Divided EU Parliament postpones vote on Palestine recognition

The postponement is due in part to the intensive work by Israeli diplomats.

European Union flags (photo credit: REUTERS)
European Union flags
(photo credit: REUTERS)
A vote by the European Parliament in Strasbourg over whether to recognize a Palestinian state was postponed Tuesday from later this week to mid-December.
Israeli diplomatic officials said the move was pushed off from Thursday for three reasons: Emerging difficulties between the various parties regarding the language of the resolution; opposition by some members of the parties – especially from Germany – to the resolution; and intensive work by Israeli diplomats in Brussels to postpone the vote, hoping to gain more time to change minds.
The vote in the European Parliament will follow the Swedish government’s recent recognition of “Palestine,” as well as nonbinding resolutions on the matter that have passed in the British, Irish and Spanish parliaments.
A similar vote is scheduled to come before the French parliament on Tuesday, but unlike in the other parliaments, Israeli officials said that there the resolution is likely to come up against a substantial minority voting against. Israel’s representatives in Paris have been working with both the government and opposition parties to mobilize opposition to the resolution.
Prime Minister Benjamin Netanyahu said on Sunday the French parliament would be making a “grave mistake” with recognition.
“Do they have nothing better to do at a time of beheadings across the Middle East, including that of a French citizen?” he said. “The State of Israel is the homeland of the Jewish people, the only state that we have, and the Palestinians demanding a state do not want to recognize the right to have a state for the Jewish people.”
On Tuesday, after a meeting with visiting Czech Prime Minister Bohuslav Sobotka in Jerusalem during the two countries’ annual government- to-government talks, Netanyahu said that Israel’s need to be recognized as a Jewish state by the Palestinians, as well as the necessity for “solid security arrangements on the ground, which are so essential for peace,” are “not addressed by the European countries that unilaterally give recognition to a Palestinian state.”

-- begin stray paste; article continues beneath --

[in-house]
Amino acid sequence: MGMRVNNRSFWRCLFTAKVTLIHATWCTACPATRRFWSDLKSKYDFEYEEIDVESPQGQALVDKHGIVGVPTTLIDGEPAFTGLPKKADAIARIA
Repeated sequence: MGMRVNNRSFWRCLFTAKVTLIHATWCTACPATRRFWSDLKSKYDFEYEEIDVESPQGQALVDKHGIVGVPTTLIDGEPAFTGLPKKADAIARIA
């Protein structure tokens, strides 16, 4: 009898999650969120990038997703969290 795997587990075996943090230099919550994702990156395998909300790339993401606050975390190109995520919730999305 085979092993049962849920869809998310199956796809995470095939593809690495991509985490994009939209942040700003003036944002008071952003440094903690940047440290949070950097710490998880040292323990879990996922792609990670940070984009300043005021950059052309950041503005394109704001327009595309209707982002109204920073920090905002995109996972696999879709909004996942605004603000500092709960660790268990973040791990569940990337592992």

Such a move, he continued, represents a “big mistake for peace. It encourages the Palestinians to harden their positions, not to compromise on mutual recognition, not to compromise on the things that are needed to achieve genuine security. I think these European positions actually push peace away, and I believe that they make reaching a solution much harder.”
Netanyahu discussed this with Sobotka, and said he “appreciated the fact” that the Czech leader said that “what is needed is a negotiated arrangement, and not unilateral actions.”
The European Parliament, meanwhile, is scheduled to debate the idea of recognition on Wednesday without a resolution on the table, and then vote on an agreed-upon resolution during the parliament’s plenary session from December 15 to December 18.
The Socialists and Democrats Group and the Unified European Left Party are behind the move to bring Palestinian statehood to a vote.
While Israeli officials said that a EU Parliament resolution would be simply symbolic, and have no true substantive impact, they acknowledge that the European legislative body does reflect public opinion, and that public opinion is something that individual European governments do obviously take into consideration.